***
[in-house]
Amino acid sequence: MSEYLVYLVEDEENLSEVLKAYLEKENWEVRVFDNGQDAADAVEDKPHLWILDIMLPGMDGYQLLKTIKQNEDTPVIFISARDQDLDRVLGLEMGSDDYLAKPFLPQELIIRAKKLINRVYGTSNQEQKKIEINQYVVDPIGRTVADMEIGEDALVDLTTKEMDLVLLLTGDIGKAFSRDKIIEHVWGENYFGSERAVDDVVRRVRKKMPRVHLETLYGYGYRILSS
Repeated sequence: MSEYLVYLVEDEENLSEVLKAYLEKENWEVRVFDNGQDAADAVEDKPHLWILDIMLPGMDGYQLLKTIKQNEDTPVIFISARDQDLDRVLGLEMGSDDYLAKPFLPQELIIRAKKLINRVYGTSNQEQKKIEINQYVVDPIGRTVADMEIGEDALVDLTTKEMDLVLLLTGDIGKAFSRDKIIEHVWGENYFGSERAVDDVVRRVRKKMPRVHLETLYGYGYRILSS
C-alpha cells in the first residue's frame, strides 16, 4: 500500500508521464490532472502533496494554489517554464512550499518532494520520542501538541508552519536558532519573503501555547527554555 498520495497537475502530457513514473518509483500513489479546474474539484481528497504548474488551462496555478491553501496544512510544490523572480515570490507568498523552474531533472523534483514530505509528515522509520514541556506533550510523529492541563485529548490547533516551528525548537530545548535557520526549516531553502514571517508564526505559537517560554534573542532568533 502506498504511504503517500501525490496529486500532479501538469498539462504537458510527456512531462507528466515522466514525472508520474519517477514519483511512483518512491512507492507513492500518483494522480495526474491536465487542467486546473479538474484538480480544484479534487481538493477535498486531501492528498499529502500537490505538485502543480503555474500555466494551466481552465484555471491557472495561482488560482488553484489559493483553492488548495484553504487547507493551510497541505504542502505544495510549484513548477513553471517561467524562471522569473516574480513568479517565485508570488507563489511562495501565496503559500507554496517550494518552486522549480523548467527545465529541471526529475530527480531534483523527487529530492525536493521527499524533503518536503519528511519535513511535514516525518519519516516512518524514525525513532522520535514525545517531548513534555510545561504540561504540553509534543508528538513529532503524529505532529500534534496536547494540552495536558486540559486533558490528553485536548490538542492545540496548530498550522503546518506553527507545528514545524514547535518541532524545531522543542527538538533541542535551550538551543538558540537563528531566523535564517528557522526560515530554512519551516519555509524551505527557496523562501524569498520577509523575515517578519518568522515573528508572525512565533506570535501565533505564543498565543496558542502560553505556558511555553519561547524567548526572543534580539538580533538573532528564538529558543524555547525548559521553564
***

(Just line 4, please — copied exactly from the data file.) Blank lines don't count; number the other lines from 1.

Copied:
C-alpha cells in the first residue's frame, strides 16, 4: 500500500508521464490532472502533496494554489517554464512550499518532494520520542501538541508552519536558532519573503501555547527554555 498520495497537475502530457513514473518509483500513489479546474474539484481528497504548474488551462496555478491553501496544512510544490523572480515570490507568498523552474531533472523534483514530505509528515522509520514541556506533550510523529492541563485529548490547533516551528525548537530545548535557520526549516531553502514571517508564526505559537517560554534573542532568533 502506498504511504503517500501525490496529486500532479501538469498539462504537458510527456512531462507528466515522466514525472508520474519517477514519483511512483518512491512507492507513492500518483494522480495526474491536465487542467486546473479538474484538480480544484479534487481538493477535498486531501492528498499529502500537490505538485502543480503555474500555466494551466481552465484555471491557472495561482488560482488553484489559493483553492488548495484553504487547507493551510497541505504542502505544495510549484513548477513553471517561467524562471522569473516574480513568479517565485508570488507563489511562495501565496503559500507554496517550494518552486522549480523548467527545465529541471526529475530527480531534483523527487529530492525536493521527499524533503518536503519528511519535513511535514516525518519519516516512518524514525525513532522520535514525545517531548513534555510545561504540561504540553509534543508528538513529532503524529505532529500534534496536547494540552495536558486540559486533558490528553485536548490538542492545540496548530498550522503546518506553527507545528514545524514547535518541532524545531522543542527538538533541542535551550538551543538558540537563528531566523535564517528557522526560515530554512519551516519555509524551505527557496523562501524569498520577509523575515517578519518568522515573528508572525512565533506570535501565533505564543498565543496558542502560553505556558511555553519561547524567548526572543534580539538580533538573532528564538529558543524555547525548559521553564